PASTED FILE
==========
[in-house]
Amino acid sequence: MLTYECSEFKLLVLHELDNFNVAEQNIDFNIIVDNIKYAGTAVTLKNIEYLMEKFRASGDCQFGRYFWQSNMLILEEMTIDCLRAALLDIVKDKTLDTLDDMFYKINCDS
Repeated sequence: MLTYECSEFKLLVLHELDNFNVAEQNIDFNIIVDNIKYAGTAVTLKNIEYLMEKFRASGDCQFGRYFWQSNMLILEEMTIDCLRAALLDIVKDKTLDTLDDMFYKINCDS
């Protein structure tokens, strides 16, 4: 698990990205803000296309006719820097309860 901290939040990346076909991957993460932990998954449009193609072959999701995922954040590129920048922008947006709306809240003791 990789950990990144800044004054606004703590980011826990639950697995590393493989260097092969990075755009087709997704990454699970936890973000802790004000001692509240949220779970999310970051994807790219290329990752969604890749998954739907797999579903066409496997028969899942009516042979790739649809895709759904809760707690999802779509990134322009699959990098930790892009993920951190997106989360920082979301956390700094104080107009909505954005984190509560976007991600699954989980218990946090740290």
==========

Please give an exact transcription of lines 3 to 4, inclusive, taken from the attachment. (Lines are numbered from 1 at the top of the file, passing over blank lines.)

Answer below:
Repeated sequence: MLTYECSEFKLLVLHELDNFNVAEQNIDFNIIVDNIKYAGTAVTLKNIEYLMEKFRASGDCQFGRYFWQSNMLILEEMTIDCLRAALLDIVKDKTLDTLDDMFYKINCDS
């Protein structure tokens, strides 16, 4: 698990990205803000296309006719820097309860 901290939040990346076909991957993460932990998954449009193609072959999701995922954040590129920048922008947006709306809240003791 990789950990990144800044004054606004703590980011826990639950697995590393493989260097092969990075755009087709997704990454699970936890973000802790004000001692509240949220779970999310970051994807790219290329990752969604890749998954739907797999579903066409496997028969899942009516042979790739649809895709759904809760707690999802779509990134322009699959990098930790892009993920951190997106989360920082979301956390700094104080107009909505954005984190509560976007991600699954989980218990946090740290």